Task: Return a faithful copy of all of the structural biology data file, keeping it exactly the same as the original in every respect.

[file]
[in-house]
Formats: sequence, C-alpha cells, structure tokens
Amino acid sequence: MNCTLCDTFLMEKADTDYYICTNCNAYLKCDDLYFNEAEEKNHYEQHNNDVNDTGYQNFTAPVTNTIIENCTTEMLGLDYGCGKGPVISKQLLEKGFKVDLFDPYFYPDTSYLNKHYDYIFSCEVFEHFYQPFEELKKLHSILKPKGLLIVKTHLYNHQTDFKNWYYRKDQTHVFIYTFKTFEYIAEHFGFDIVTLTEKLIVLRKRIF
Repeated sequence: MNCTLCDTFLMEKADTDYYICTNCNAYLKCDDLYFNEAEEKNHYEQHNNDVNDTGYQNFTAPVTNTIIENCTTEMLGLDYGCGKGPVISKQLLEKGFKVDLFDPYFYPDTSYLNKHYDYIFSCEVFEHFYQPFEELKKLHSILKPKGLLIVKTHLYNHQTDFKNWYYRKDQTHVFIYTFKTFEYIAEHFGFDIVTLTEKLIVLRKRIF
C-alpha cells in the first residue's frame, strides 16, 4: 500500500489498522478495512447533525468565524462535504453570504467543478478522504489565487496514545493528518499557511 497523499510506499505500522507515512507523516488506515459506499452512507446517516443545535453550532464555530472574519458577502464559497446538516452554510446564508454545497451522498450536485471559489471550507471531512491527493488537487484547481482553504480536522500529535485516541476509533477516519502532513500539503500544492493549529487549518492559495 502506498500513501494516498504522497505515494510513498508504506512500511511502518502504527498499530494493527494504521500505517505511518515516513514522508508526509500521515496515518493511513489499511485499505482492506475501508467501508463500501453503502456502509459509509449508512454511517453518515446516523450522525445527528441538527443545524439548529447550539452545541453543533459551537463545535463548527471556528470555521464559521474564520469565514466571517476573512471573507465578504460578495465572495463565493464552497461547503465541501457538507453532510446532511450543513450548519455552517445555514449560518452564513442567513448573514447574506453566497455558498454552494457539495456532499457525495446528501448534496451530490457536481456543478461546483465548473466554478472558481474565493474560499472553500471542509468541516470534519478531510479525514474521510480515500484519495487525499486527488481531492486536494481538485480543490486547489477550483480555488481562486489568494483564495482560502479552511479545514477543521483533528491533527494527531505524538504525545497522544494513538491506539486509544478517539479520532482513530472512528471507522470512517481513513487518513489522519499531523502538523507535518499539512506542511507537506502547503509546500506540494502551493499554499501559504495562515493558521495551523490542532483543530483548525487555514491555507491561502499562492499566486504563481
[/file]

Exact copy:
[in-house]
Formats: sequence, C-alpha cells, structure tokens
Amino acid sequence: MNCTLCDTFLMEKADTDYYICTNCNAYLKCDDLYFNEAEEKNHYEQHNNDVNDTGYQNFTAPVTNTIIENCTTEMLGLDYGCGKGPVISKQLLEKGFKVDLFDPYFYPDTSYLNKHYDYIFSCEVFEHFYQPFEELKKLHSILKPKGLLIVKTHLYNHQTDFKNWYYRKDQTHVFIYTFKTFEYIAEHFGFDIVTLTEKLIVLRKRIF
Repeated sequence: MNCTLCDTFLMEKADTDYYICTNCNAYLKCDDLYFNEAEEKNHYEQHNNDVNDTGYQNFTAPVTNTIIENCTTEMLGLDYGCGKGPVISKQLLEKGFKVDLFDPYFYPDTSYLNKHYDYIFSCEVFEHFYQPFEELKKLHSILKPKGLLIVKTHLYNHQTDFKNWYYRKDQTHVFIYTFKTFEYIAEHFGFDIVTLTEKLIVLRKRIF
C-alpha cells in the first residue's frame, strides 16, 4: 500500500489498522478495512447533525468565524462535504453570504467543478478522504489565487496514545493528518499557511 497523499510506499505500522507515512507523516488506515459506499452512507446517516443545535453550532464555530472574519458577502464559497446538516452554510446564508454545497451522498450536485471559489471550507471531512491527493488537487484547481482553504480536522500529535485516541476509533477516519502532513500539503500544492493549529487549518492559495 502506498500513501494516498504522497505515494510513498508504506512500511511502518502504527498499530494493527494504521500505517505511518515516513514522508508526509500521515496515518493511513489499511485499505482492506475501508467501508463500501453503502456502509459509509449508512454511517453518515446516523450522525445527528441538527443545524439548529447550539452545541453543533459551537463545535463548527471556528470555521464559521474564520469565514466571517476573512471573507465578504460578495465572495463565493464552497461547503465541501457538507453532510446532511450543513450548519455552517445555514449560518452564513442567513448573514447574506453566497455558498454552494457539495456532499457525495446528501448534496451530490457536481456543478461546483465548473466554478472558481474565493474560499472553500471542509468541516470534519478531510479525514474521510480515500484519495487525499486527488481531492486536494481538485480543490486547489477550483480555488481562486489568494483564495482560502479552511479545514477543521483533528491533527494527531505524538504525545497522544494513538491506539486509544478517539479520532482513530472512528471507522470512517481513513487518513489522519499531523502538523507535518499539512506542511507537506502547503509546500506540494502551493499554499501559504495562515493558521495551523490542532483543530483548525487555514491555507491561502499562492499566486504563481